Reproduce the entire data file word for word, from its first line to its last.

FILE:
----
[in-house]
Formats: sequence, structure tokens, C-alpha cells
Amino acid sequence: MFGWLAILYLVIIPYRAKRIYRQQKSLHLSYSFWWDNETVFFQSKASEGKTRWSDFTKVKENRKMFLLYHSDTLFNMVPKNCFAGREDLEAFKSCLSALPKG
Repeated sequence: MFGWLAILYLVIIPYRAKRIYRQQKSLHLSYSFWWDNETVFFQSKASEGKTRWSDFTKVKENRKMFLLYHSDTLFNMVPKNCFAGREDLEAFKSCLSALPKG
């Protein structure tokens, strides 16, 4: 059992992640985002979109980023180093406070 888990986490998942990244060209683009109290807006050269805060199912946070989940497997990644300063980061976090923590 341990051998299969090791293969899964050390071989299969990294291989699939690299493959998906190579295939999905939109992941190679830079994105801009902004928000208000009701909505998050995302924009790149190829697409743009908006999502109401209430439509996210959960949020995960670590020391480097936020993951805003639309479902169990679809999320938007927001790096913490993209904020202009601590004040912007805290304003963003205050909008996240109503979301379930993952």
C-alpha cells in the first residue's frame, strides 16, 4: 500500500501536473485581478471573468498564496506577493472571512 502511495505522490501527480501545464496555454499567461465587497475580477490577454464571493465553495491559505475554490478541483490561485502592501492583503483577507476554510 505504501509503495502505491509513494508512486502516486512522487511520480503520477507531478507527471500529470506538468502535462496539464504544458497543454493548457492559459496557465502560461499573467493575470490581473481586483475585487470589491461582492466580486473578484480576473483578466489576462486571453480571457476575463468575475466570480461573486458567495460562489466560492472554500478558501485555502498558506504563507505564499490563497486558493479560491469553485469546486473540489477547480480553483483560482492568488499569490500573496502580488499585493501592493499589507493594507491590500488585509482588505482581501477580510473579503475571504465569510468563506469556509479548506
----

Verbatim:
[in-house]
Formats: sequence, structure tokens, C-alpha cells
Amino acid sequence: MFGWLAILYLVIIPYRAKRIYRQQKSLHLSYSFWWDNETVFFQSKASEGKTRWSDFTKVKENRKMFLLYHSDTLFNMVPKNCFAGREDLEAFKSCLSALPKG
Repeated sequence: MFGWLAILYLVIIPYRAKRIYRQQKSLHLSYSFWWDNETVFFQSKASEGKTRWSDFTKVKENRKMFLLYHSDTLFNMVPKNCFAGREDLEAFKSCLSALPKG
């Protein structure tokens, strides 16, 4: 059992992640985002979109980023180093406070 888990986490998942990244060209683009109290807006050269805060199912946070989940497997990644300063980061976090923590 341990051998299969090791293969899964050390071989299969990294291989699939690299493959998906190579295939999905939109992941190679830079994105801009902004928000208000009701909505998050995302924009790149190829697409743009908006999502109401209430439509996210959960949020995960670590020391480097936020993951805003639309479902169990679809999320938007927001790096913490993209904020202009601590004040912007805290304003963003205050909008996240109503979301379930993952």
C-alpha cells in the first residue's frame, strides 16, 4: 500500500501536473485581478471573468498564496506577493472571512 502511495505522490501527480501545464496555454499567461465587497475580477490577454464571493465553495491559505475554490478541483490561485502592501492583503483577507476554510 505504501509503495502505491509513494508512486502516486512522487511520480503520477507531478507527471500529470506538468502535462496539464504544458497543454493548457492559459496557465502560461499573467493575470490581473481586483475585487470589491461582492466580486473578484480576473483578466489576462486571453480571457476575463468575475466570480461573486458567495460562489466560492472554500478558501485555502498558506504563507505564499490563497486558493479560491469553485469546486473540489477547480480553483483560482492568488499569490500573496502580488499585493501592493499589507493594507491590500488585509482588505482581501477580510473579503475571504465569510468563506469556509479548506